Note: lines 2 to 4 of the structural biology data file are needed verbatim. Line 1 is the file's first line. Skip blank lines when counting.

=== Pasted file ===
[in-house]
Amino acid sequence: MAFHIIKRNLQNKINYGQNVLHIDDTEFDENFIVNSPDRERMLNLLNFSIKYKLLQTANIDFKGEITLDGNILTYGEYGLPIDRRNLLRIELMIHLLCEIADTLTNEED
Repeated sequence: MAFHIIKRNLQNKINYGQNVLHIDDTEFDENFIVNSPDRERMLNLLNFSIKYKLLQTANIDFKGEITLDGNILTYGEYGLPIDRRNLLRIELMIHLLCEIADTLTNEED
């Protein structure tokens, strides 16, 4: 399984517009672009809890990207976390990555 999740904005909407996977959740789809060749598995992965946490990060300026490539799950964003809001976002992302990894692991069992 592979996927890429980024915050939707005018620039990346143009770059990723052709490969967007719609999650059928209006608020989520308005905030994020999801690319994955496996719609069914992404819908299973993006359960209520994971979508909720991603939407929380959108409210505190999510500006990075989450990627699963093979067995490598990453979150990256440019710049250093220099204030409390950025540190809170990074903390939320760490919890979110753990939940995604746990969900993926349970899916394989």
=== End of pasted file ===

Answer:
Amino acid sequence: MAFHIIKRNLQNKINYGQNVLHIDDTEFDENFIVNSPDRERMLNLLNFSIKYKLLQTANIDFKGEITLDGNILTYGEYGLPIDRRNLLRIELMIHLLCEIADTLTNEED
Repeated sequence: MAFHIIKRNLQNKINYGQNVLHIDDTEFDENFIVNSPDRERMLNLLNFSIKYKLLQTANIDFKGEITLDGNILTYGEYGLPIDRRNLLRIELMIHLLCEIADTLTNEED
């Protein structure tokens, strides 16, 4: 399984517009672009809890990207976390990555 999740904005909407996977959740789809060749598995992965946490990060300026490539799950964003809001976002992302990894692991069992 592979996927890429980024915050939707005018620039990346143009770059990723052709490969967007719609999650059928209006608020989520308005905030994020999801690319994955496996719609069914992404819908299973993006359960209520994971979508909720991603939407929380959108409210505190999510500006990075989450990627699963093979067995490598990453979150990256440019710049250093220099204030409390950025540190809170990074903390939320760490919890979110753990939940995604746990969900993926349970899916394989």